Triglycerides and Cholesterol on the Ketogenic Diet
You get high triglycerides by eating too many poor quality or spoiled fats. High triglycerides make you fat, increase heart disease, heart attacks, and stroke. This is also seen with high fructose consumption, but that’s hardly a problem on a low-carb diet. Vegetable oils, animal fats, and nuts and seeds cause high levels of triglycerides when they’re heated up and processed, in addition to large amounts of free radicals.
If you’re eating a high fat diet then you’ll have higher levels of circulating cholesterol. This isn’t a problem in itself – cholesterol is a fundamental part of our cells and hormones. The problem comes when you have high levels of inflammation in your body (indicated by HS-CRP, if you’re getting blood tests). High inflammation in your body is more likely to oxidise the circulating cholesterol, causing elevated free radicals, which damage heart and connective tissue. Thus, you need to keep inflammation low while in ketosis, otherwise eating all those fats will come back to bite you. What causes high inflammation? High stress, too much exercise, not enough sleep, and exposure to toxins (including mould from damp; non-organic meats; inflammatory foods like grains, dairy, legumes, nightshades, and vegetable and seed oils) or pollutants.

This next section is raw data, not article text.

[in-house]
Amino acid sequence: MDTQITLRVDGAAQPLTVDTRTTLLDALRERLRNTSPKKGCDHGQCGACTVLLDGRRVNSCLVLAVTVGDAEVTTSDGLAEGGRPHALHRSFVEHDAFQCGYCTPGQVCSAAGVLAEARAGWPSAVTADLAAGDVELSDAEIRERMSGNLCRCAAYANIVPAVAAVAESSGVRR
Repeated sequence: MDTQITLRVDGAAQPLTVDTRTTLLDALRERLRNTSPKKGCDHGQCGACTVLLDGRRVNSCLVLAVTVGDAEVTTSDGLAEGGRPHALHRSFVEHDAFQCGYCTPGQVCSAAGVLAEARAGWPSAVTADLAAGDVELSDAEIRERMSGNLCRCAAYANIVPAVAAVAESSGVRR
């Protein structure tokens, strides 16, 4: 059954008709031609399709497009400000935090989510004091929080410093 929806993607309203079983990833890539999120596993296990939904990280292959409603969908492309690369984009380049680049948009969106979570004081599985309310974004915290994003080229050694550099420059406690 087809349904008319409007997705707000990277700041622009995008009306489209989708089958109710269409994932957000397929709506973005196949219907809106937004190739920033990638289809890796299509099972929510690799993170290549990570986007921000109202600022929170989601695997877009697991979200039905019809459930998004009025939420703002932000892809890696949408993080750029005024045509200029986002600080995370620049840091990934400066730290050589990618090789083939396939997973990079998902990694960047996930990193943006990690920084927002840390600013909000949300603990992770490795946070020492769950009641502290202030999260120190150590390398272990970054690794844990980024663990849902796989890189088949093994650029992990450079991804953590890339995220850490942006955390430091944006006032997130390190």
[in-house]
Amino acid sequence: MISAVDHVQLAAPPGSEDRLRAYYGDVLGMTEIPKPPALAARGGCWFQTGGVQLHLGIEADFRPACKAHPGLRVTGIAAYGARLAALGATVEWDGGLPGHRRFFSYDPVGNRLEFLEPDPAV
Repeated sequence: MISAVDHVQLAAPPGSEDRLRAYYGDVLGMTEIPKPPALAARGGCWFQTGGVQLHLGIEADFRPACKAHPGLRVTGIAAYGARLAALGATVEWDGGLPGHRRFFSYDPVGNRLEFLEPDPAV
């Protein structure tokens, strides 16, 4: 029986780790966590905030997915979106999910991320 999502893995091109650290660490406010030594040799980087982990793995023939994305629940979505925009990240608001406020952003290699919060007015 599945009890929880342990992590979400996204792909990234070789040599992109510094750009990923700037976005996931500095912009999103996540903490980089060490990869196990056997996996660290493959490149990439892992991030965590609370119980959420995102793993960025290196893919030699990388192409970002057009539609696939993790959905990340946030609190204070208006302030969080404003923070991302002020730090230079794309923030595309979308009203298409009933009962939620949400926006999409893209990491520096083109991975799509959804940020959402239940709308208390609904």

Cholesterol also interacts with free-circulating glucose in your body. When these glucose molecules can bind to the cholesterol, the liver cannot process them, so they can remain in the bloodstream for extended periods of time. The longer cholesterol circulates in the blood, the more likely it is to get stuck to the inside of a vein or arterial (endothelial) wall. This ends up in plaque formation and atherosclerosis. So high-fat diet + dark chocolate or red wine every night, or weekly cheat days with lots of sugar is not a good thing.
“The deleterious effects of fat have only been measured in the presence of high carbohydrate. A high-fat diet in the presence of carbohydrate is different than a high-fat diet in the presence of low carbohydrate” – Richard Feinman, PhD.2
What Are the Takeaways Here?
- Monitor the quality of fat you’re eating. Avoid large amounts of roasted seeds, nuts, nut butters, heated oils, or meats cooked at high temperatures.
- Keep inflammation low. Control stress, don’t exercise too much, get plenty of sleep, supplement with EPA/DHA fish or krill oil.
- Time your carbs wisely (if you eat them at all – after you workout).
- Don’t overdo the sugar binges.
Cycling Ketosis and ‘Safe Starches’: A Review
There is open debate whether we need to include carbohydrates (starches) in our diet. Let’s review:
- We need, and can tolerate, small amounts of ‘safe starches’ in our diet.